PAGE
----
Late sixties – early seventies: the UNIX operating system is being developed in AT&T Bell Labs, written with C programming bases. Subsequently, the entire operating system will be rewritten by Ken Thompson and Dennis Ritchie in C language to facilitate porting and the maintenance. With this kind of background Unix has become the most trusted operating system for business administrators, educational institutions and universities.
However, due to some controversies with the anti-trust: for example, UNIX is prevented from spreading further in companies and other institutions. Its developers and its many supporters in the full spirit of the time had also been influenced by the social themes of those years – they were the years of the flower children -, a period of great ideals. Revolutions. Contested authorities, free love, all-out hippie movements also influenced the Unix philosophy which was believed to be freely distributed.
Indeed, such a conception, such a philosophy has more to do with the spirit of the age than with the operating system. So much so, and not surprisingly, that years later in this light in the eighties, an eccentric programmer who later became the free software guru Richard Stallman , began to work on a free alternative to Unix.
Linus Torvalds, the father of Linux
Linus Torvalds, son of Nils, a television and radio journalist and Anna, editor of the Finnish News Agency's foreign office in those years, both Communist Party activists. He was born in Helsinki, Finland on December 28, 1969. His great-grandfather, a poor farmer from the city of Vaasa (Finland) had six children, two of whom will be able to graduate.
One of the two is Leo Waldemar Tornqvist, the man who has the merit of having introduced Linus to trigonometry first and then to computers. Leo, his maternal grandfather, was a professor of statistics at the University of Helsinki. In 1981, when Linus was just 11 years old, Leo bought one of the first home-computers , computers recently marketed to the general public and designed exclusively for home use, of the time the famous and glorious Commodore Vic-20.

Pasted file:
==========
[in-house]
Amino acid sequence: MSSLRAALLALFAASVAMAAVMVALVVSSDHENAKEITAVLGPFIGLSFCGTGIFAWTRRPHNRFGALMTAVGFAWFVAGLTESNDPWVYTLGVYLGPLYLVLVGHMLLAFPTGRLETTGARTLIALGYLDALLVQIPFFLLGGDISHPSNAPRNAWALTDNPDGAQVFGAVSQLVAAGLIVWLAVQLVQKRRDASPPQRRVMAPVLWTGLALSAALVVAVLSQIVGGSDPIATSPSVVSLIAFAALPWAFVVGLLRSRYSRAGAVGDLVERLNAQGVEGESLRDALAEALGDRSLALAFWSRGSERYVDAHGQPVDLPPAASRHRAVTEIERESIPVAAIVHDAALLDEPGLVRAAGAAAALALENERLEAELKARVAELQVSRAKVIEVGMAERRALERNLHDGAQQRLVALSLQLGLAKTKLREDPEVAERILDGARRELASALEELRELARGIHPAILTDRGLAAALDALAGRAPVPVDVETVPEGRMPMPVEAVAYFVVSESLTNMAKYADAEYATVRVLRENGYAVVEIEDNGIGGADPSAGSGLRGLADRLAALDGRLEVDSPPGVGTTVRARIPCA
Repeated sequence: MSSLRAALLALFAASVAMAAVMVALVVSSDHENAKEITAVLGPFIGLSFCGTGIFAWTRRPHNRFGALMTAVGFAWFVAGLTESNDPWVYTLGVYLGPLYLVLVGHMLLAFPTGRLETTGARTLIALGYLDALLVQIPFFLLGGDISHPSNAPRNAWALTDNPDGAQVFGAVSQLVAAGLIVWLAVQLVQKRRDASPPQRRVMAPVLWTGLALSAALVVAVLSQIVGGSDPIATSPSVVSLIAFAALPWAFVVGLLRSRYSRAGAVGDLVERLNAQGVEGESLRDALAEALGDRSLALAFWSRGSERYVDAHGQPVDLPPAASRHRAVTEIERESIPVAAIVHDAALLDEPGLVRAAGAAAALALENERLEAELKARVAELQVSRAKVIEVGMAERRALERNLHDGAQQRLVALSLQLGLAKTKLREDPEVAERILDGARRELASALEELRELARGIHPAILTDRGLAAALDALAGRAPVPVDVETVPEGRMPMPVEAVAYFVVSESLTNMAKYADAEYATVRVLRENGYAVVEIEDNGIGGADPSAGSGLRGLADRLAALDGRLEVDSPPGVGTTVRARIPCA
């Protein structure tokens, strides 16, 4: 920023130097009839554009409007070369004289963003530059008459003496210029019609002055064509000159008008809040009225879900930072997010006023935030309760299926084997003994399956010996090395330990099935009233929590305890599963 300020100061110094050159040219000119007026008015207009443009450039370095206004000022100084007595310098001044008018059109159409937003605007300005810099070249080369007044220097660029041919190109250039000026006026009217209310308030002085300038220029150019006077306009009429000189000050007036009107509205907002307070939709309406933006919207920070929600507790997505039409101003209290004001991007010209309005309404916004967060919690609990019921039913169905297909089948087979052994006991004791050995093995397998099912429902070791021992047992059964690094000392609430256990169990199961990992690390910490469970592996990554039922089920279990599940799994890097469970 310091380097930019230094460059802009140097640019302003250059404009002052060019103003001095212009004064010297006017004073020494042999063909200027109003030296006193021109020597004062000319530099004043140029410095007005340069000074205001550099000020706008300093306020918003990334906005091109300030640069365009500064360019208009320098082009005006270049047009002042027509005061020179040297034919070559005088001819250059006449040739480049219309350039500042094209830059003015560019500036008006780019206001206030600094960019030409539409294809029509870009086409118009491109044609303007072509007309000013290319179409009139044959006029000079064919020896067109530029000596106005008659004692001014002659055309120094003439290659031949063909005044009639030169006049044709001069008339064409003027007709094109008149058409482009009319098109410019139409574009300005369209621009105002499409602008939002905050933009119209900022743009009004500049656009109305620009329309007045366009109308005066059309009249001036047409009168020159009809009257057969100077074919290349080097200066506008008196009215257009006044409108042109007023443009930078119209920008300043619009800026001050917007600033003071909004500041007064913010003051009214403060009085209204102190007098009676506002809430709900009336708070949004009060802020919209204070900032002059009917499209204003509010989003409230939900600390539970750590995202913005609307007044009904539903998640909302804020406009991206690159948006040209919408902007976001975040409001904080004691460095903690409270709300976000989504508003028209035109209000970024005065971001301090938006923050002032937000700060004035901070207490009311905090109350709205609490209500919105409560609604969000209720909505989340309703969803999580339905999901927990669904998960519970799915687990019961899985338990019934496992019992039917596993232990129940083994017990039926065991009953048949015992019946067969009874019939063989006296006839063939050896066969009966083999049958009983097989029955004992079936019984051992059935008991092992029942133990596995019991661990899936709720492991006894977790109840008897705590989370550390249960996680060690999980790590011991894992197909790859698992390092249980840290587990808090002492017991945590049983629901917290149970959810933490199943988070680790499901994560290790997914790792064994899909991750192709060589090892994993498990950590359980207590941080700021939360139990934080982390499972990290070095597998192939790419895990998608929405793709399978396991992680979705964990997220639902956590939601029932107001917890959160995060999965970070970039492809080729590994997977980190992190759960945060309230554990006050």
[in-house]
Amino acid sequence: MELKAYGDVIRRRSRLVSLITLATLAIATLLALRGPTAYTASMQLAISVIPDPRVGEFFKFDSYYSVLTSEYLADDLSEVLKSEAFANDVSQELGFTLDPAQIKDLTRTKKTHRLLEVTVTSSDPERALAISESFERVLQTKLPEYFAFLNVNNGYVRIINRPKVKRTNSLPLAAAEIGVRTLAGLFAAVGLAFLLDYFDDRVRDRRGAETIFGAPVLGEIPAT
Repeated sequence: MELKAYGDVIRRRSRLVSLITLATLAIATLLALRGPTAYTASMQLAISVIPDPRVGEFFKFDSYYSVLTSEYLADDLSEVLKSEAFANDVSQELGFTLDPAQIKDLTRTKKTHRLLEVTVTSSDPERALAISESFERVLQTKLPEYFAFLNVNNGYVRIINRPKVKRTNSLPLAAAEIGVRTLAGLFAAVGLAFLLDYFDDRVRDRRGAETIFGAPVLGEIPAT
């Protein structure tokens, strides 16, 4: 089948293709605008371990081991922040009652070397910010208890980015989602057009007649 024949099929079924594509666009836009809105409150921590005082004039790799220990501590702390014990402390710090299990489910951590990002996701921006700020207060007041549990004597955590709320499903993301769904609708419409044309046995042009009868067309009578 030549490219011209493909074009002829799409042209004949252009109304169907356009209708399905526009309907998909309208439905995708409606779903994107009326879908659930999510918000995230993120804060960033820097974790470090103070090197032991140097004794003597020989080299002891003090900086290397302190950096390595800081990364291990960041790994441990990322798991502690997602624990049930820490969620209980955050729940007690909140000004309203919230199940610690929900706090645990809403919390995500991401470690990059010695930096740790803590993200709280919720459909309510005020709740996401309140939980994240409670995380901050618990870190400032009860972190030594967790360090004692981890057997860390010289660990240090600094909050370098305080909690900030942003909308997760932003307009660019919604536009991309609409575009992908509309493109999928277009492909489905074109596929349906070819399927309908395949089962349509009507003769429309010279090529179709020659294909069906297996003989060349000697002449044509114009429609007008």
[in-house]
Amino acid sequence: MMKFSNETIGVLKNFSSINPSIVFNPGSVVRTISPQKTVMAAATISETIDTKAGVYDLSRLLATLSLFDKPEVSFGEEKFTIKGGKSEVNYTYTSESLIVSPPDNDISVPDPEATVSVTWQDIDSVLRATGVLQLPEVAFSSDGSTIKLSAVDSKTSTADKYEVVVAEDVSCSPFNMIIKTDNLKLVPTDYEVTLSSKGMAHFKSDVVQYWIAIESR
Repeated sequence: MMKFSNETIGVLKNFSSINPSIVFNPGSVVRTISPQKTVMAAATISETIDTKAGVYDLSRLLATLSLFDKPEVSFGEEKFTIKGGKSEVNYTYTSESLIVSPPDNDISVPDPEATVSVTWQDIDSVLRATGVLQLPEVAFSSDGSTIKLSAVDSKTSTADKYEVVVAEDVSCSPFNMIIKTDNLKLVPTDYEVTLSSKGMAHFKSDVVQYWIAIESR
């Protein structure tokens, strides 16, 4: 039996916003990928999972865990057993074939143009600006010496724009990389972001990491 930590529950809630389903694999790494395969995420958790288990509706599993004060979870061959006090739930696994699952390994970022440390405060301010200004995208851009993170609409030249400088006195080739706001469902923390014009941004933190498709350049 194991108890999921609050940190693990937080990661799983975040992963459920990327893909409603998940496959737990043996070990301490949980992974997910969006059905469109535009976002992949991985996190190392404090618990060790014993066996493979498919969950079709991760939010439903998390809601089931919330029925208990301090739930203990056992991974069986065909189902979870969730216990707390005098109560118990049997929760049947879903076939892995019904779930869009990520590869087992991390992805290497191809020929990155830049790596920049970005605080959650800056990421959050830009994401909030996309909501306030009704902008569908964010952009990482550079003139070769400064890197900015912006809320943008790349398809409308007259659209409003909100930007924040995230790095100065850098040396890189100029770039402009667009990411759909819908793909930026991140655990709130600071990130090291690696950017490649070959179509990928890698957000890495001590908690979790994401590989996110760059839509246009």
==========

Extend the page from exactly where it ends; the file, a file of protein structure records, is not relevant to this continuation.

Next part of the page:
A feature of these computers was that they did not need any assembly. Quickly you connected it to the television, if you were lucky in color and turned it on, et voilà it was ready to use. Since one of the few things that was possible to do with these home computers was programming in Basic, Linus' grandfather Leo was able with this programming language to do many of the things he had done with the big computers (Mainframes) of the university. .
So grandfather Torvalds wrote the listings of the programs on paper, not being comfortable typing them on the PC, leaving Linus the task of typing them on the Commodore Vic-20. Over time Linus learned to write programs on his own , and one of the first and simplest BASIC language programs he wrote was the following:
10 PRINT "HELLO"
20 GOTO 10
In Helsinki he attended high school at Norssen High, where he achieved excellent results in science subjects. After high school, he began his university career and enrolled in the Computer Science course at the Faculty of Mathematical and Physical Sciences. Together with another student of his studies colleague, Lars, they belong to Spektrum , an association of Swedish-speaking students. Association composed of all students of hard sciences: physics, chemistry, biology, mathematics.
The first pc
Teenager Torvalds, like all of his contemporaries, had had several home computers, the first PCs for home use. The first was the one inherited from his maternal grandfather Leo, the aforementioned Commodore Vic-20. The Commodore C64 followed, a sort of Vic-20 upgrade, continuing with an Amiga. The Commodore computers in those years in Europe and in Italy became very popular and had the merit of bringing many of the adolescents of the time closer to computer science. In that information technology period, each machine was equipped with its own specific and sometimes embryonic operating system that ranged from the most rudimentary to the most advanced for the time. Among compatible IBM PCs, DOS dominated.